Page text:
HCCI Combustion by Retaining Residuals. Development and Analyses of a Method to Reduce Fuel Consumption for Passenger Car Gasoline Engines
Doctoral thesis, 2005
The demand for more powerful engines on one hand, and greater fuel-efficiency on the other, requires a revolution in engine combustion technology. Homogeneous charge compression ignition (HCCI) can be a fuel-saving, low emissions approach that seems to be very suitable for large displacement passenger car engines. HCCI is used as a generic name for auto-ignited combustion in an engine, initiated by a temperature rise due to the compression of a mixture of fuel, air and/or residuals. Fuel consumption and carbon dioxide (CO2) emissions are reduced, in a window within a relevant engine speed and load domain, but the emissions levels are not compromised compared to a spark-ignited (SI) engine with catalytic exhaust-gas after-treatment, mainly due to the ultra low nitrogen-oxides (NOx) emissions.
Since HCCI combustion can only be valid for a specified speed/load window (due to a required dilution of the combustion mixture), the method should be applied as a mode that can be engaged or disengaged, instead of running in it all the time, thus avoiding compromising the power output of the engine in SI mode. A very high temperature is required to auto-ignite gasoline (about 1100K), but by trapping hot combustion products (residuals) of the previous combustion using a negative valve overlap (NVO) this can be accomplished. The overlap is created with valve timings, different than during conventional SI mode, where the exhaust valves are closed early and the intake valves late. Also direct fuel injection can have a positive influence: before piston top dead center of the negative valve overlap a small amount of fuel can be injected (the pilot fuel) which will auto-ignite in the NVO, thereby elevating the temperature of the captured mixture further.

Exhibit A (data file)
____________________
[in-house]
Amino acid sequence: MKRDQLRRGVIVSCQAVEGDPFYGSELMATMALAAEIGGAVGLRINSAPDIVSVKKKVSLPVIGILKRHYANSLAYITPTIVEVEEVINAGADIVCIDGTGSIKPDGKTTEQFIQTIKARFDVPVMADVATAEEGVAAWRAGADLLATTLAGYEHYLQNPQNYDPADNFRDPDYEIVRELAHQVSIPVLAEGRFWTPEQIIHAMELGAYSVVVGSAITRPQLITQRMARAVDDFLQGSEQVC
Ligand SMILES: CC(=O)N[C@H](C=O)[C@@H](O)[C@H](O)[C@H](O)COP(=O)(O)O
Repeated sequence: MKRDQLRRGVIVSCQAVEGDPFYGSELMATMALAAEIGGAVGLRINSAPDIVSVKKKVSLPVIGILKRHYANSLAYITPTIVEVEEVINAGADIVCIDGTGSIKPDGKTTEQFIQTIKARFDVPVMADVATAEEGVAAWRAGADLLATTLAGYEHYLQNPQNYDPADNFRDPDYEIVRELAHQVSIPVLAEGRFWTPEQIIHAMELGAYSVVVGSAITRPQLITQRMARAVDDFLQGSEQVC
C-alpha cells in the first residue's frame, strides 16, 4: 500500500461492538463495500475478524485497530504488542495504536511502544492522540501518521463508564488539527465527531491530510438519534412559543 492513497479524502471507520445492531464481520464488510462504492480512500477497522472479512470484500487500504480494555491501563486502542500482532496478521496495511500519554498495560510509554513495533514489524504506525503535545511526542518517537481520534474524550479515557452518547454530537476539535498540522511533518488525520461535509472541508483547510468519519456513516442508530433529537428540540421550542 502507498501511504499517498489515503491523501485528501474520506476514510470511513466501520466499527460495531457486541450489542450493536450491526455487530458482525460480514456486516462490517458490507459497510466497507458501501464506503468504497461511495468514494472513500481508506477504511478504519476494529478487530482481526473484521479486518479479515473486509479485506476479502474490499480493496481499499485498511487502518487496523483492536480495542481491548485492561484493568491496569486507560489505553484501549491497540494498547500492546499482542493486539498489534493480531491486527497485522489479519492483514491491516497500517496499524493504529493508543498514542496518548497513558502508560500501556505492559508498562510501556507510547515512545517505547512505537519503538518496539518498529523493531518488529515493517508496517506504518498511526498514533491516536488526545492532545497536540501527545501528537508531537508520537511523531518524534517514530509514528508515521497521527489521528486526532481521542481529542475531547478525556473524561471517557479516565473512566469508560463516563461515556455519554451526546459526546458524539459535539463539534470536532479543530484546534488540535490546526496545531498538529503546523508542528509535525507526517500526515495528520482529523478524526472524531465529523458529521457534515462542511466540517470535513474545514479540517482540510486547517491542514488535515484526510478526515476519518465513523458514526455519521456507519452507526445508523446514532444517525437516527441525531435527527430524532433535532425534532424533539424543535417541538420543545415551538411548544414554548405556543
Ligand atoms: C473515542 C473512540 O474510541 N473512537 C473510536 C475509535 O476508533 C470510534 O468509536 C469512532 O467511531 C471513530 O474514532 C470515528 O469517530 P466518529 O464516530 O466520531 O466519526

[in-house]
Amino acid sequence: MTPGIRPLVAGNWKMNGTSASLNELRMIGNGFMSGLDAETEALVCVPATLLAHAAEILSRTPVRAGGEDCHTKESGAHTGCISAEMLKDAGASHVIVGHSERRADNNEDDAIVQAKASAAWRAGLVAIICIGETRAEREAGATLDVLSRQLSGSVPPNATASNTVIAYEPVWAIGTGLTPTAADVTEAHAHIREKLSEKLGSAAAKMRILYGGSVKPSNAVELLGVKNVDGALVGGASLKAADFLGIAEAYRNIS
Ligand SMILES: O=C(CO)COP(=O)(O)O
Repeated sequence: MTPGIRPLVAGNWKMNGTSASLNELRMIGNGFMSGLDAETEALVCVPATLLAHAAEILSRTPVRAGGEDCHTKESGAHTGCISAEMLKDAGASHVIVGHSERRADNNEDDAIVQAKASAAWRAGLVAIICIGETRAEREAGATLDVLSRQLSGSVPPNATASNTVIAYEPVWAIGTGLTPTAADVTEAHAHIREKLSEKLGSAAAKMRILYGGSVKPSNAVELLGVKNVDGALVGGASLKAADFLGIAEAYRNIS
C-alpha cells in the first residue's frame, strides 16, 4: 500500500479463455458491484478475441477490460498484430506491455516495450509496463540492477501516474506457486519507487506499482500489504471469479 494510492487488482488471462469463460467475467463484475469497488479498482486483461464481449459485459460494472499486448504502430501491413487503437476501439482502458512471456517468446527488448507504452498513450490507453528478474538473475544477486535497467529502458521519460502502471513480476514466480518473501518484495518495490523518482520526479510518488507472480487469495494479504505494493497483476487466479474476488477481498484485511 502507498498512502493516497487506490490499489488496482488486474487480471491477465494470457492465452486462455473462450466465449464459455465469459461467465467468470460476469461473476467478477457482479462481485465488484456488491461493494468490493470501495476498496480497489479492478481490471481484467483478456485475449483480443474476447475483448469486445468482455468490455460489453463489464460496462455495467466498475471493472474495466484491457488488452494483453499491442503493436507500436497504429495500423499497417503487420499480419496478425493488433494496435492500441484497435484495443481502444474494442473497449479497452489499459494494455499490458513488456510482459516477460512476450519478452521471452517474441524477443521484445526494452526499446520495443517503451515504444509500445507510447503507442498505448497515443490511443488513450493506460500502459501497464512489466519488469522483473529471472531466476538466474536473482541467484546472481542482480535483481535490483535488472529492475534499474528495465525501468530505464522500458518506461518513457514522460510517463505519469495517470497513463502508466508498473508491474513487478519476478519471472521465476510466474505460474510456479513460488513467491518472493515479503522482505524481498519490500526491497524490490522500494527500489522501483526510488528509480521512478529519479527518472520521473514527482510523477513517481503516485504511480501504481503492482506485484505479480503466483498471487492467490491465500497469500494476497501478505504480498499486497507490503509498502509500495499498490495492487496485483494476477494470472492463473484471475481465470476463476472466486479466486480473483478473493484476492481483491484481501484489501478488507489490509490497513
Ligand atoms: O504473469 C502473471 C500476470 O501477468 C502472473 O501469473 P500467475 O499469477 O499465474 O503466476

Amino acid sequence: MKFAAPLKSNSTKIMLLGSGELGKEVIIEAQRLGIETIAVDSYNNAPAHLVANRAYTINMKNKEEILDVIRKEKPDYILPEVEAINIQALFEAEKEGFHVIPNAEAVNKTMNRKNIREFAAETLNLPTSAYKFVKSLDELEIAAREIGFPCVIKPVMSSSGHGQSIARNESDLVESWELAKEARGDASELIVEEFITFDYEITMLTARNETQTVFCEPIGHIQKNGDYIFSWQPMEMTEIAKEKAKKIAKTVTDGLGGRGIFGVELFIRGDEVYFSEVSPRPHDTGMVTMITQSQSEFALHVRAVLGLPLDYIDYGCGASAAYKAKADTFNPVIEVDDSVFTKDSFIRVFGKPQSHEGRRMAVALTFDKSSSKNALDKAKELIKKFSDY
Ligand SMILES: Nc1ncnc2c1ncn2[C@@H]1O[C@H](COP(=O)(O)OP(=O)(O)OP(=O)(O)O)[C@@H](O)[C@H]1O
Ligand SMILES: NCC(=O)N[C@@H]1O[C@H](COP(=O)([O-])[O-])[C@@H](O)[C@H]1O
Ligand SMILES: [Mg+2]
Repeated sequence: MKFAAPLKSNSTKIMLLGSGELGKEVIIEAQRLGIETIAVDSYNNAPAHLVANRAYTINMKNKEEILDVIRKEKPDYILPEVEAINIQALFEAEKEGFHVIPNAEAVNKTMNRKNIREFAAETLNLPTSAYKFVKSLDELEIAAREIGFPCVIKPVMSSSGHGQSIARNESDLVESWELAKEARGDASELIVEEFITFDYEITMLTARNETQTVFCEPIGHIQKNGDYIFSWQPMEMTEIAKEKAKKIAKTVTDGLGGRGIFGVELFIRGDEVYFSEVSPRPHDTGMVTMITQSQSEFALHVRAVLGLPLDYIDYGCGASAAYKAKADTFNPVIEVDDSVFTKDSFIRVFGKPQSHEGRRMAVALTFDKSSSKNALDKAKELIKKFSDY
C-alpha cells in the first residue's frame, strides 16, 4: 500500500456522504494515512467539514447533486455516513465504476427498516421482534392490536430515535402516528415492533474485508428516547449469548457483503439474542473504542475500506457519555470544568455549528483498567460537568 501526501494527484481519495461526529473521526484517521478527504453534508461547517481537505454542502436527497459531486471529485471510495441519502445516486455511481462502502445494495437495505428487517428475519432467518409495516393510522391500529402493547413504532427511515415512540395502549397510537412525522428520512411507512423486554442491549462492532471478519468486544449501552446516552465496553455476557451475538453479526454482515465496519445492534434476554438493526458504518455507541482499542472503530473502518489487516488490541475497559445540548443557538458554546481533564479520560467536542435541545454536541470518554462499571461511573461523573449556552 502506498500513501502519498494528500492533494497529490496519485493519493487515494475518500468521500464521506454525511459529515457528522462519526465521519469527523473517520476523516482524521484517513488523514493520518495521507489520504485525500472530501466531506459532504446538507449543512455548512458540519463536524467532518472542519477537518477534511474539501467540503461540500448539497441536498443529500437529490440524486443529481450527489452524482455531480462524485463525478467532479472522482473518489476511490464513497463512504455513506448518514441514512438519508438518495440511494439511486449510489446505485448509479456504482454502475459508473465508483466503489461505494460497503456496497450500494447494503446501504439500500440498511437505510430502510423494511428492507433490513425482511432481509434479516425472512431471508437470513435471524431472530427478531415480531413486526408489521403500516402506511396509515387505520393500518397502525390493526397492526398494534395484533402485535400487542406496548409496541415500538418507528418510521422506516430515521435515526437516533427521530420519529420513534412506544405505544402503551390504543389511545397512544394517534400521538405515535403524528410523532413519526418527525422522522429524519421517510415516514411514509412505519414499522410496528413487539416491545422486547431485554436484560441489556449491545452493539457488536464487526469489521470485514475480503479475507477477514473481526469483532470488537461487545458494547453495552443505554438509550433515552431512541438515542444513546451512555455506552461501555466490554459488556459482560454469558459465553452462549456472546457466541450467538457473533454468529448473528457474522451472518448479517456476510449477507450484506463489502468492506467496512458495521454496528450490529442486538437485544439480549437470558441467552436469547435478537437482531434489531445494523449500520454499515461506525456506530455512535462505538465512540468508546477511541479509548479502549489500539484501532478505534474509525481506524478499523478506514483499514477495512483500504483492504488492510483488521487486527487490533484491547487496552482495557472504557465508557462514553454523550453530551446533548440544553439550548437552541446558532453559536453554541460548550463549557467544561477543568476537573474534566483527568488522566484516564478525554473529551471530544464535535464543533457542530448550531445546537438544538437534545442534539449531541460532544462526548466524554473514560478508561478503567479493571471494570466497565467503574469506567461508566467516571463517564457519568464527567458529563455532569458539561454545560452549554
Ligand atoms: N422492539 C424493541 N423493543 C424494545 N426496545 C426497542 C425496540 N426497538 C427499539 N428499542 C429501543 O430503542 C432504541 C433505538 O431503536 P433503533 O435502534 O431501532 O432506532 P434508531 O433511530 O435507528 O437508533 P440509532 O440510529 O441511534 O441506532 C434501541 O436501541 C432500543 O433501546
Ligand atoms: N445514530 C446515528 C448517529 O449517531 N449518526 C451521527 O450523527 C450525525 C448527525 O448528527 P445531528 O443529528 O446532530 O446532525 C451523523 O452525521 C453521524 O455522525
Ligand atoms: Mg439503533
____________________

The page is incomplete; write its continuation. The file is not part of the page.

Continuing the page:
There are no direct means for controlling the start of combustion (as the spark timing is for SI combustion). The auto-ignition timing, however, can be controlled by varying the negative valve overlap; a large overlap advances the auto-ignition timing while a shorter NVO period delays it. It can also be controlled by the excess air ratio, effective compression ratio (varied by adjusting the timing of the intake valve closure), timing of exhaust valve opening, direct fuel injection timing and the amount of pilot fuel.
The thesis describes the result of engine experiments in which it was possible to utilize advanced hardware and equipment in combination with engine simulations (chemical kinetics, gas exchange and CFD) focusing on discovering the mechanisms behind the method (HCCI NVO). In addition to the detailed investigations published in the papers, which are added in the back of the thesis, more information can be found on: HCCI in general, different methods of generating HCCI combustion, the history of the project, the methods of experimenting, and HCCI NVO including a comparison with SI combustion.
variable valve timing
homogeneous charge compression ignition (HCCI)
internal combustion engines
controlled auto-ignition (CAI)